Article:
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Discussion on: I'm Not Passionate About Coding

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georgecoldham profile image
George

Im in a similar boat, this is a career I am in because it is part of my passion for creating new thing etc. I'm not ashamed to admit that I chose this over other interests due to the potential to earn more money, but when it is an equal interest to other career options that typically pay less... well here I am.

I enjoy my job, the people, the lifestyle. But mostly I look forward to where it could lead me. I learn what I need to learn for the job, and make a point of staying ahead of the curve in relevant areas. I am proud of the work I do, and I work hard at it. I like to deliver the highest quality product I can. But it will only ever be one of many passions, and not THE passion.

I look longingly outside on nice days, and im not sure I will ever be the kind of person who could dedicate myself 100% to code in the same way others seem to. I go home, I want to go for a run/bike ride. I want to spend my weekend lazing about or going to see a local attraction or whatever.

I dont think my attitude is unhealthy either, I am a believer of maintaining a healthy work life balance, and by fostering my other interests, I am a healthier, more alert, more motivated employee. Crucially I am less likely to burn out like you hear so many horror stories about.

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babrown93 profile image
Bill

Great post.

I decided to post my comment here as a reply to your own, we are very similar in this respect.

I do my job to the best of my ability, I am always learning and experimenting. I make good money from doing it too.

The point that most resonated with me is about the "nice days". I too sit and gaze out of the window at the beaming sunshine, the birds, and I think is there something more I should be doing? Am I fully realizing my potential? But then I think, like you, this is the path I am on in order to reach my potential, whatever that may be.

Nice post, great comment.

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georgecoldham profile image
George • Edited on

I feel that it is important to realise that a career choice shouldn't define you and how you spend your time. Would you expect a bricklayer to go home and practice laying bricks all weekend, or in the evenings? Of course not. That doesn't mean they don't want to or cant produce high quality work.

I feel like this industry is far too quick to judge a person based upon what they are NOT doing rather than what they are. Fortunately every employer I have had understands this, however I have heard horror stories from friends, colleagues and online.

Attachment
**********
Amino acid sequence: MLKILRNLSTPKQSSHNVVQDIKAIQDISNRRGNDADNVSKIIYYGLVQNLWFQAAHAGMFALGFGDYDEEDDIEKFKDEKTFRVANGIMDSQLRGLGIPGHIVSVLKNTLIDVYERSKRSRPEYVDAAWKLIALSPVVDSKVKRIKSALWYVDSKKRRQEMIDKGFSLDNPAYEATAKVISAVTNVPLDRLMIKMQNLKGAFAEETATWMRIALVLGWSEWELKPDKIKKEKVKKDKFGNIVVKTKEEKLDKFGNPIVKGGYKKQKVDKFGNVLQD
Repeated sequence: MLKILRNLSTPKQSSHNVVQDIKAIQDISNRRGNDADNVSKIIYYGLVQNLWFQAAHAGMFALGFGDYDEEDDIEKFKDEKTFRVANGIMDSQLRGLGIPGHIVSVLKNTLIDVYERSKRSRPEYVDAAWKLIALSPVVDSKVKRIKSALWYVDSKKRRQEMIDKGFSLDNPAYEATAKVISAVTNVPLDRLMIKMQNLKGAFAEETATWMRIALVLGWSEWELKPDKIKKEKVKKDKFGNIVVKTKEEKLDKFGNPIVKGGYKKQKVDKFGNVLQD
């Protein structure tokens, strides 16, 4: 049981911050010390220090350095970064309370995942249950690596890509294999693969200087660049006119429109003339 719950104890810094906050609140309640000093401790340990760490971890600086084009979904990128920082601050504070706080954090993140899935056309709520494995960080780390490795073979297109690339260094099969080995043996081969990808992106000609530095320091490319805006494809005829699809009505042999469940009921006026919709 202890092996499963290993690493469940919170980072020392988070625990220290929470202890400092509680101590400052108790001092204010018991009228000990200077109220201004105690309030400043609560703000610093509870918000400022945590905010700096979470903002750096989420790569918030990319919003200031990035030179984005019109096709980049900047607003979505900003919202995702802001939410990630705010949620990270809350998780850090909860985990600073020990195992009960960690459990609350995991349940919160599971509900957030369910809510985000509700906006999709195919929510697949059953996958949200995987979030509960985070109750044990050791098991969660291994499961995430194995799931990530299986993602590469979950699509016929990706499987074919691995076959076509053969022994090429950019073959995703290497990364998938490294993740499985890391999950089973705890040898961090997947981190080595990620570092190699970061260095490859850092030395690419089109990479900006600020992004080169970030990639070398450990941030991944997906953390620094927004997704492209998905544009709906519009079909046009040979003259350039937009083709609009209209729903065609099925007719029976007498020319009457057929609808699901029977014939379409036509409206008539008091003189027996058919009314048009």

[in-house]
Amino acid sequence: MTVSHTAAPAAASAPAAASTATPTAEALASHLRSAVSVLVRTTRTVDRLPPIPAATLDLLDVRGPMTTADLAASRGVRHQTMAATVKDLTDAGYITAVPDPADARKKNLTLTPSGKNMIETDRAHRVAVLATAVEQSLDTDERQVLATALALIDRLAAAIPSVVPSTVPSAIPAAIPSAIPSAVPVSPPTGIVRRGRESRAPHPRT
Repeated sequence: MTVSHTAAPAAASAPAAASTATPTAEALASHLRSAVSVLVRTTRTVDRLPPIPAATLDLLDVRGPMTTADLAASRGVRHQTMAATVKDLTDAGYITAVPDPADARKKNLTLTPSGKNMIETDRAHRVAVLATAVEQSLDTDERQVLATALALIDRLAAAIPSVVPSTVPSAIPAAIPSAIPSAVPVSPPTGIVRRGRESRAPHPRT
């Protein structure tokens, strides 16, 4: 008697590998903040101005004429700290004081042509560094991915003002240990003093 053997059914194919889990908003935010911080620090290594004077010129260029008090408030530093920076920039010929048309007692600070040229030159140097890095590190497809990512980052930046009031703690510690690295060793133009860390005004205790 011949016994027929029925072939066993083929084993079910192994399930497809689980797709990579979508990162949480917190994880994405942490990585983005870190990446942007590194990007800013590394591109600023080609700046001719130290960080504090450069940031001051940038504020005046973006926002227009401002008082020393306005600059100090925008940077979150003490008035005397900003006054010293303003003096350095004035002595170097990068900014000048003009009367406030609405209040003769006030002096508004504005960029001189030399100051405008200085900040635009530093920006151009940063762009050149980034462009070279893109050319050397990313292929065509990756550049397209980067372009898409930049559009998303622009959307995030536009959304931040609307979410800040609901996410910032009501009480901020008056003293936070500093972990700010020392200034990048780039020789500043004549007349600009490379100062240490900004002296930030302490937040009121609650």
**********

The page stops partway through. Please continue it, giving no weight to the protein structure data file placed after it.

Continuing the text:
It is okay and healthy to be human, with a myriad of ideas, interests and passions.

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tsimpson profile image
Travis Simpson Author

Thank you both for your insight. While I haven't gotten to work directly with a development team just yet, it is one goal to do so. Reading as many posts as I do about the subject, I see passion being tossed around every where. George, I like that you pointed out most other career paths do not follow this type of effort. It is the reality of it. It's important for people to recognize there is more to life than just work. I mean, nothing wrong with it if that's your jam! But to shame those that don't spend their entire day and night coding is not contributing to anything beneficial for the field or the people working in it. I have this little fear of being chained to one thing, and I fully realize that is a mental limitation I created myself. For me, it's highly important to have that room of freedom to be able to go outside and explore new places or try new things. IE: I've dabbled in blacksmithing, had a long bout of smoking the perfect ribs, learned to ride motorcycles and drive boats and so much more. I guess, new experiences in short. I also love working out, fitness, pushing my body to its limits (which I failed hard when just getting in to this field and became fat and lazy faster than it took to get in great shape!) This is a great field for the challenge, education, money and experience. That, overall, is why I chose to get in to it myself.

Thank you both again for sharing your view of it :)